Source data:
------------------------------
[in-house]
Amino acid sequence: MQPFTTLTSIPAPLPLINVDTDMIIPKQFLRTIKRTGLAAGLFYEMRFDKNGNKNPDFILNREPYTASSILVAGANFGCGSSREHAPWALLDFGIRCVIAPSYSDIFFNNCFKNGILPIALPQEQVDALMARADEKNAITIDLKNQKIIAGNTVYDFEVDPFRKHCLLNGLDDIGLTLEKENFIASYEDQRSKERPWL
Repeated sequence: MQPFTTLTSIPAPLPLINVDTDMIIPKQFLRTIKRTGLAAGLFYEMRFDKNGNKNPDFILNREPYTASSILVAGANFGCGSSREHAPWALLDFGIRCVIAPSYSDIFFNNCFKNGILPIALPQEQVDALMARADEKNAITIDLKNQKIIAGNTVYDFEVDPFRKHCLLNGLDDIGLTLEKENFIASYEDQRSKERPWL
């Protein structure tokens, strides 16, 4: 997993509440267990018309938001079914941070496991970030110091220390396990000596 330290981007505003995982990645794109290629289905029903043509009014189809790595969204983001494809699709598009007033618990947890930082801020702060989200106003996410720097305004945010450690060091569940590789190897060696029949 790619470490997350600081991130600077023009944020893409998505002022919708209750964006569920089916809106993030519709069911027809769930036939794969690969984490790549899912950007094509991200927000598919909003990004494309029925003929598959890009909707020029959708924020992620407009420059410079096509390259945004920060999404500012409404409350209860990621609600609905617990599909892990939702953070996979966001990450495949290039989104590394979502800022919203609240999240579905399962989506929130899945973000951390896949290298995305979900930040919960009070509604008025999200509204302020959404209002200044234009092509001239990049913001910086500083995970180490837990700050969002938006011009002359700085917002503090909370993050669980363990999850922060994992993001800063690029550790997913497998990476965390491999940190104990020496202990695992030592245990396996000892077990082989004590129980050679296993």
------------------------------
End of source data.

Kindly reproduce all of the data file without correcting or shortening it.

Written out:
[in-house]
Amino acid sequence: MQPFTTLTSIPAPLPLINVDTDMIIPKQFLRTIKRTGLAAGLFYEMRFDKNGNKNPDFILNREPYTASSILVAGANFGCGSSREHAPWALLDFGIRCVIAPSYSDIFFNNCFKNGILPIALPQEQVDALMARADEKNAITIDLKNQKIIAGNTVYDFEVDPFRKHCLLNGLDDIGLTLEKENFIASYEDQRSKERPWL
Repeated sequence: MQPFTTLTSIPAPLPLINVDTDMIIPKQFLRTIKRTGLAAGLFYEMRFDKNGNKNPDFILNREPYTASSILVAGANFGCGSSREHAPWALLDFGIRCVIAPSYSDIFFNNCFKNGILPIALPQEQVDALMARADEKNAITIDLKNQKIIAGNTVYDFEVDPFRKHCLLNGLDDIGLTLEKENFIASYEDQRSKERPWL
């Protein structure tokens, strides 16, 4: 997993509440267990018309938001079914941070496991970030110091220390396990000596 330290981007505003995982990645794109290629289905029903043509009014189809790595969204983001494809699709598009007033618990947890930082801020702060989200106003996410720097305004945010450690060091569940590789190897060696029949 790619470490997350600081991130600077023009944020893409998505002022919708209750964006569920089916809106993030519709069911027809769930036939794969690969984490790549899912950007094509991200927000598919909003990004494309029925003929598959890009909707020029959708924020992620407009420059410079096509390259945004920060999404500012409404409350209860990621609600609905617990599909892990939702953070996979966001990450495949290039989104590394979502800022919203609240999240579905399962989506929130899945973000951390896949290298995305979900930040919960009070509604008025999200509204302020959404209002200044234009092509001239990049913001910086500083995970180490837990700050969002938006011009002359700085917002503090909370993050669980363990999850922060994992993001800063690029550790997913497998990476965390491999940190104990020496202990695992030592245990396996000892077990082989004590129980050679296993």